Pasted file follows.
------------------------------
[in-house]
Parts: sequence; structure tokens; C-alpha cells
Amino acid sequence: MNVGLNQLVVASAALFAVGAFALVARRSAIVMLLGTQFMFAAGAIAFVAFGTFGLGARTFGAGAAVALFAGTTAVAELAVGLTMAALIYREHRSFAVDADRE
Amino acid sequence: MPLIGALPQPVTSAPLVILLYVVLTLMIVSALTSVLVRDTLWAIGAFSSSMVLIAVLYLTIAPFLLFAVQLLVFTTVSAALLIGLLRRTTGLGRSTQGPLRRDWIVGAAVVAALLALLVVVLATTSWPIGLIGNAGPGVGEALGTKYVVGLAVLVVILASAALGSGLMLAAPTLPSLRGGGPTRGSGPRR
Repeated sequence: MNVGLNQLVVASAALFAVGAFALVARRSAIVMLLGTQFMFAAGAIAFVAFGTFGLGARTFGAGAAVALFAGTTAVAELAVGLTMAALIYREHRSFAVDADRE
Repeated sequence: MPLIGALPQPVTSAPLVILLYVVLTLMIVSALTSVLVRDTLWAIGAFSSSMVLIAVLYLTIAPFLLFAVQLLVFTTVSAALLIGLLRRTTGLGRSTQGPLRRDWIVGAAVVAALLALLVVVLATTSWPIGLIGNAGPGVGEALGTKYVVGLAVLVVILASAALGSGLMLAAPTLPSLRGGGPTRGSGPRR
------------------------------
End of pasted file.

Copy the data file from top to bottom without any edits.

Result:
[in-house]
Parts: sequence; structure tokens; C-alpha cells
Amino acid sequence: MNVGLNQLVVASAALFAVGAFALVARRSAIVMLLGTQFMFAAGAIAFVAFGTFGLGARTFGAGAAVALFAGTTAVAELAVGLTMAALIYREHRSFAVDADRE
Amino acid sequence: MPLIGALPQPVTSAPLVILLYVVLTLMIVSALTSVLVRDTLWAIGAFSSSMVLIAVLYLTIAPFLLFAVQLLVFTTVSAALLIGLLRRTTGLGRSTQGPLRRDWIVGAAVVAALLALLVVVLATTSWPIGLIGNAGPGVGEALGTKYVVGLAVLVVILASAALGSGLMLAAPTLPSLRGGGPTRGSGPRR
Repeated sequence: MNVGLNQLVVASAALFAVGAFALVARRSAIVMLLGTQFMFAAGAIAFVAFGTFGLGARTFGAGAAVALFAGTTAVAELAVGLTMAALIYREHRSFAVDADRE
Repeated sequence: MPLIGALPQPVTSAPLVILLYVVLTLMIVSALTSVLVRDTLWAIGAFSSSMVLIAVLYLTIAPFLLFAVQLLVFTTVSAALLIGLLRRTTGLGRSTQGPLRRDWIVGAAVVAALLALLVVVLATTSWPIGLIGNAGPGVGEALGTKYVVGLAVLVVILASAALGSGLMLAAPTLPSLRGGGPTRGSGPRR